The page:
We must also ask the Lord to heal us of the wounds and fears in our lives that have led us to be prejudicial towards others. In healing us of those concerns, the Lord can transform our hearts and minds, enabling us to love those we have failed to love, regardless of skin color or any other barriers to relationship.
Governments can pass legislation outlawing particular acts and behaviors and reform unjust systems or practices, but that only goes so far. As stated earlier, racism is a condition of the heart and mind and soul. Governments can’t legislate love. That is a choice that only you and I can make, by God’s grace. We either choose to love or choose not to. Love requires action. It requires relationship.
We must be willing to step out of our comfort zones and engage in conversation in order to get to know one another and start building relationships and trust. Often that trust will not happen until we demonstrate that we can be counted upon, that we are in it for the long hall, and that we are willing to share in one another’s burdens and speak out against injustices.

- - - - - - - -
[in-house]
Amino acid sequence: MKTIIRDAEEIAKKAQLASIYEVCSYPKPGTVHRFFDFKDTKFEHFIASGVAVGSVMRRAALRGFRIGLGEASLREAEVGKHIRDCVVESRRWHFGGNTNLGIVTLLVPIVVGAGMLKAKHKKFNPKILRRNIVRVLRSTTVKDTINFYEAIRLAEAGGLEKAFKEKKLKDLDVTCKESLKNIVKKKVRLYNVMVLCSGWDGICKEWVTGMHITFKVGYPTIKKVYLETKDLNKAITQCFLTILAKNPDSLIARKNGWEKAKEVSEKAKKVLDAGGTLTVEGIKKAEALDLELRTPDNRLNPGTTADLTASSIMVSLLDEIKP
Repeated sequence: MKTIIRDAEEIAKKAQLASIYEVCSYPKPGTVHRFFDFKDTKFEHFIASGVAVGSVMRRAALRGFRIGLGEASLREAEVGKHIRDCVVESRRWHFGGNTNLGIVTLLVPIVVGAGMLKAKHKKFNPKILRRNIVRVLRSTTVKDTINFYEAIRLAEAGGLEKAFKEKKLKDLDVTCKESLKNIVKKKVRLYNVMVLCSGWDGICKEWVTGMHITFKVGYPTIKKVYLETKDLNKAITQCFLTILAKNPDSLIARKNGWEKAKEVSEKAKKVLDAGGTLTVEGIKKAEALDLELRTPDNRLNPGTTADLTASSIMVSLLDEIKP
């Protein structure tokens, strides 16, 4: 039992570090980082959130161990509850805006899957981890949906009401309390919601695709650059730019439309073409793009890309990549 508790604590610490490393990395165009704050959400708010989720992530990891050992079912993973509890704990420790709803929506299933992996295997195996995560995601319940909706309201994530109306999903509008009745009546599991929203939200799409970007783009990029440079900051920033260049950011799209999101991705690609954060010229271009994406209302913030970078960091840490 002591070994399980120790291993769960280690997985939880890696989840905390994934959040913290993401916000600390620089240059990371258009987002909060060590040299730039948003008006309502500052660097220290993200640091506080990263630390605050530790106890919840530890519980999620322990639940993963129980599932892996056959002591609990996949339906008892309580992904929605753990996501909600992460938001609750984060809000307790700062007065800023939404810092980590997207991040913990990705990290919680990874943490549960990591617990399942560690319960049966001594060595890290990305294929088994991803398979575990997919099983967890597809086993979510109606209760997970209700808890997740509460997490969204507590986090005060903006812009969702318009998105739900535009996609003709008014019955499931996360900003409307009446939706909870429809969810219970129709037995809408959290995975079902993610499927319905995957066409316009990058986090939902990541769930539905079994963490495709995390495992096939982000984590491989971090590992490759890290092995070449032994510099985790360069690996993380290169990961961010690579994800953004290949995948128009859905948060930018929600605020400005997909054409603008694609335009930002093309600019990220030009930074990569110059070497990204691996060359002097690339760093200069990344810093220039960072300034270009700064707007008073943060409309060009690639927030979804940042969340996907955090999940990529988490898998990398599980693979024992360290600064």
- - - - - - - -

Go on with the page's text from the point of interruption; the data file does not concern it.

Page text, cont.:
God has made it possible for us to love others, because He first loved us. He set the example. Fortunately, God didn’t wait for us to love Him nor did He wait for us to get our act together before He loved us. In Paul’s Letter to the Romans, we are told: “But God demonstrates His love for us in this, While we were still sinners Christ died for us” (Romans 5:8). The Lord calls us to reach out in love, whether we are loved in return or not. True love takes work; it takes patience; it takes courage; it takes sacrifice. True love is needed if racism is to be defeated. It is going to take God working in and through us as a channel of His love and mercy and healing grace. Are we up for the challenge? If not, the current racial unrest and injustice will only get worse. The Lord is calling us to go forth in His Name.